II. Japan and the Global Financial System: Spillovers and Systemic Linkages1
1. The global crisis has underscored the need to assess potentially systemic linkages across financial systems. The globalization and increased complexity of financial services has contributed to stronger linkages between international financial institutions. While these trends can contribute to economic growth by smoothing credit allocation and diversifying risk, they can also exacerbate the transmission of shocks. Indeed, the current crisis has demonstrated that systemic linkages can stem not just from solvency concerns, but also from liquidity squeezes and other stress events, and can quickly spillover across international financial systems.
2. This chapter uses two complementary approaches to assess risks from financial linkages between Japan’s financial system and the rest of the world. The analysis is focused on the banking system—which dominates financial intermediation in Japan—and on its linkages with other advanced economies, which account for the bulk of Japan’s overseas exposures. The first approach relies on network analysis, which tracks the spillover effects on banking systems of a credit event or liquidity squeeze through linkages in the interbank market. The second approach is based on the Co-Risk model, which uses market data to explore perceptions of direct and indirect linkages among financial institutions during stress events.
3. This work is part of an ongoing effort to further develop surveillance tools for cross-border analysis. The approaches used apply the work featured in Chapter 2 of the April 2009 GFSR. Such tools provide useful metrics for regulators to assess which systems and institutions could be a source of contagion, while highlighting potential spillover paths through the international financial system.
B. Cross-Border Financial Linkages in Japan: Recent Developments
4. Japan has played an active role in the integration of global financial markets. These connections are reflected in cross-border claims of Japanese banks, which have expanded significantly in recent years. While overseas exposures remain relatively low compared with U.S. and European banks, Japanese banks have been re-establishing international presence following the banking crisis of the late 1990s and early 2000s. Since mid-2002, Japanese banks’ cross-border claims have more than doubled from around $800 billion to nearly $2 trillion, with exposures to Western Europe accounting for more than 40 percent of the increase. Overall, advanced economies account for more than two-thirds of Japanese banks’ total overseas claims. By contrast, direct exposure to Eastern Europe—which has emerged as a potential flash point amid the current crisis—is very limited.
Consolidated Cross-Border Claims of Japanese Banks 1/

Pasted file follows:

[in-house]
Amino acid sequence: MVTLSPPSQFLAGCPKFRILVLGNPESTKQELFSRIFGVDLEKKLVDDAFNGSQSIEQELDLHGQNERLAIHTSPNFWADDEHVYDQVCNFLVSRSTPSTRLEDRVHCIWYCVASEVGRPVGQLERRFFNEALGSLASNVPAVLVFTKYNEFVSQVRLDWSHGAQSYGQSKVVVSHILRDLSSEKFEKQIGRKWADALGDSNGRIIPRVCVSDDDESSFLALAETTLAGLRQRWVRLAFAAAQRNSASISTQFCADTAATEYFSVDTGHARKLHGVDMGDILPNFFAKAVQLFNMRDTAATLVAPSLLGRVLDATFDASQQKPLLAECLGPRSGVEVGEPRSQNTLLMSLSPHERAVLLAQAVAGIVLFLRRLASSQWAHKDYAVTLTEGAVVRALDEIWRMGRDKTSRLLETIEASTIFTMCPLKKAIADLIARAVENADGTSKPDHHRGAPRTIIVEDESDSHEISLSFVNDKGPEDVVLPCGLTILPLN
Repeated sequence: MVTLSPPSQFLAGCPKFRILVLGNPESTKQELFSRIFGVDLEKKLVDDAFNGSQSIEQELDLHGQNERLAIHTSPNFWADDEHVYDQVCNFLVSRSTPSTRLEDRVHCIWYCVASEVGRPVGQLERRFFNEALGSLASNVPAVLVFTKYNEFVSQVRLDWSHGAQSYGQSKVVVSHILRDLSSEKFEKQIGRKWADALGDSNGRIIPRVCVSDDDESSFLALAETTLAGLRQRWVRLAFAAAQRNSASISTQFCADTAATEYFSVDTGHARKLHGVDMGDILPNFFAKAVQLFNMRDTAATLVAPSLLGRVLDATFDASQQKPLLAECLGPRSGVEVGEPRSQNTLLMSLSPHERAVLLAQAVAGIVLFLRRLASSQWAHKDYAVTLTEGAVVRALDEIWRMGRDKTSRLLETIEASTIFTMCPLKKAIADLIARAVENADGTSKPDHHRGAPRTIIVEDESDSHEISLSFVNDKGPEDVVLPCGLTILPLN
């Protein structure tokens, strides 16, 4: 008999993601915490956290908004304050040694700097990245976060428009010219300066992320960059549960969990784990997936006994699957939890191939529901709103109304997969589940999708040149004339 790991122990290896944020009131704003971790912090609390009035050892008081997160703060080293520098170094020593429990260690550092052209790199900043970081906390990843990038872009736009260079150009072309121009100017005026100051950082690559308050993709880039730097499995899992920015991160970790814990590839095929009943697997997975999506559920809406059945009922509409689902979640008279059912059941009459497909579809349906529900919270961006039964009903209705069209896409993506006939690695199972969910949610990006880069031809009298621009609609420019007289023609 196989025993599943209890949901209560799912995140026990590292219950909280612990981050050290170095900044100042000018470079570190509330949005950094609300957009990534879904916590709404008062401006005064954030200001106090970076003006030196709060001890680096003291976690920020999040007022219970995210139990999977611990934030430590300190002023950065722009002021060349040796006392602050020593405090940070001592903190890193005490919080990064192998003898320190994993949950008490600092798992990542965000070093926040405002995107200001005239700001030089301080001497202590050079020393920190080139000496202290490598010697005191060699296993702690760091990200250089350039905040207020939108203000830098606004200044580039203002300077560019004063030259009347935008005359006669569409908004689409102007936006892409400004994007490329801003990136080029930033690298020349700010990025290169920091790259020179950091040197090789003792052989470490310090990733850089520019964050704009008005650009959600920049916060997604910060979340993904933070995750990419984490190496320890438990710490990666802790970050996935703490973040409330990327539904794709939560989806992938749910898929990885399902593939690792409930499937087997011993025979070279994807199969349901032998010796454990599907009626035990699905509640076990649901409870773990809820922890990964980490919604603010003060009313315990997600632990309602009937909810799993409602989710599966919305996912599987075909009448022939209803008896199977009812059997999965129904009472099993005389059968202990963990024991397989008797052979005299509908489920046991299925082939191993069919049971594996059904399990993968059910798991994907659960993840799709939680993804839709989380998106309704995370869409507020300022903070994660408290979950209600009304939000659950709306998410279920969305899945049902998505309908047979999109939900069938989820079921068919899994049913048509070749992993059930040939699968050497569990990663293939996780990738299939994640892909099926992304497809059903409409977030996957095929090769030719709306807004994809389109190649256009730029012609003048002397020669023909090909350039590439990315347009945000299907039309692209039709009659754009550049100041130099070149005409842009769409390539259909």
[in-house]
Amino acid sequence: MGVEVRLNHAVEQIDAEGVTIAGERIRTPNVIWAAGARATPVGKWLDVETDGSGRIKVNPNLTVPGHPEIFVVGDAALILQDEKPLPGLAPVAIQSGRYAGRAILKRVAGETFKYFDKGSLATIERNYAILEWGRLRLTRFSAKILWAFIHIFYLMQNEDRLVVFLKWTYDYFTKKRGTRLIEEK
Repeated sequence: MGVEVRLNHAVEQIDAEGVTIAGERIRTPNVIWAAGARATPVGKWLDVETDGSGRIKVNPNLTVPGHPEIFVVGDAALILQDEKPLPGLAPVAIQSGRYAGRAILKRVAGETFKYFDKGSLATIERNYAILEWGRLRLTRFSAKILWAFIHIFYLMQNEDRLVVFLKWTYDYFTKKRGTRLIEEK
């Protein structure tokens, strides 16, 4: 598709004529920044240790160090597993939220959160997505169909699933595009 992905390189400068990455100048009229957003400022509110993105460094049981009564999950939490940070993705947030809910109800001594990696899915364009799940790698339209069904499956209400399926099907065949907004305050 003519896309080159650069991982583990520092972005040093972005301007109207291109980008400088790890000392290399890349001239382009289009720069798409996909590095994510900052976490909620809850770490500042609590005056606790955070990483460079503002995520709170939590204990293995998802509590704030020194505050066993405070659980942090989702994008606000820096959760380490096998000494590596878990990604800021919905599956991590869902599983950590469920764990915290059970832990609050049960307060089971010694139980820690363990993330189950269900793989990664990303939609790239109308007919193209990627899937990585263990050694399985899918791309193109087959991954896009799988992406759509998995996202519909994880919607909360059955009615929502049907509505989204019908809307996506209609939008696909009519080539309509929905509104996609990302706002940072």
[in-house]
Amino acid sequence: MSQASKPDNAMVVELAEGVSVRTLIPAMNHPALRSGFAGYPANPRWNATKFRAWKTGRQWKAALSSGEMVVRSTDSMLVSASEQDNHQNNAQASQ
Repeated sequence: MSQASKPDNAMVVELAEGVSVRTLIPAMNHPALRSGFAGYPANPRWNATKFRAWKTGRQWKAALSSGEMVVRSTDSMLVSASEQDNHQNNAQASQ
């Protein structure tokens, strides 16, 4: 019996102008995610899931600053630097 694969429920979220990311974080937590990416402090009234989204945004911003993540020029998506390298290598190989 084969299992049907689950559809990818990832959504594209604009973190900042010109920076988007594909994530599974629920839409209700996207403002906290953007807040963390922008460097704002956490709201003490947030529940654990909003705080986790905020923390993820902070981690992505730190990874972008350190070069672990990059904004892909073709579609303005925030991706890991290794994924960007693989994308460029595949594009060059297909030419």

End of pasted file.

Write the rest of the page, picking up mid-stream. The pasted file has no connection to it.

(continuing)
Source: BoJ, “Consolidated International Banking Statistics in Japan.”
1/ Consolidated cross-border claims in all currencies and local claims in non-local currencies of Japanese banks to each country and region. Asia/Pacific includes Hong Kong SAR and Singapore.
5. While also expanding in recent years, exposure to Asia remains relatively modest. Prior to the 1997–98 Asian crisis, Japanese exposures to Asia were similar to those of other regions. Subsequently, Japanese banks significantly cut back on their Asian operations in the wake of Japan’s banking crisis. Over the last six years, however, Japanese banks have also re-engaged with the rest of the region, with lending picking up sharply, in particular to Australia, China, India, New Zealand and Korea.2 Nevertheless, overseas claims of Japanese banks on the rest of Asia (including Hong Kong SAR and Singapore) are still only around one-third to one-quarter of those on Western Europe and the United States. As a result, risks of financial spillovers to and from the rest of the region appear low at present, and are likely to be much less significant than those associated with advanced economies outside Asia.
Japanese Banks’ External Credits to Asia 1/
Source: Bank of Japan.
1/ Figures in parenthesis are the shares in total claims at the end of 2008.
6. Cross-border bank exposures have fallen somewhat, over the last year reflecting factors such as unwinding yen carry trades and a retrenchment of Japanese banks’ lending abroad. Various proxies for overseas yen funding—including inter office accounts of foreign banks’ activities, foreign bank borrowing in Japanese money markets, foreign exchange margin trading and short-yen positions of non-commercial traders—suggest that carry trade positions have been unwinding as interest rate differentials have narrowed and exchange rate volatility has increased. Japanese banks’ overseas lending, which increased by nearly 20 percent (y/y) last June, has fallen significantly since the escalation of the global crisis, contracting by 3½ percent (y/y) in December.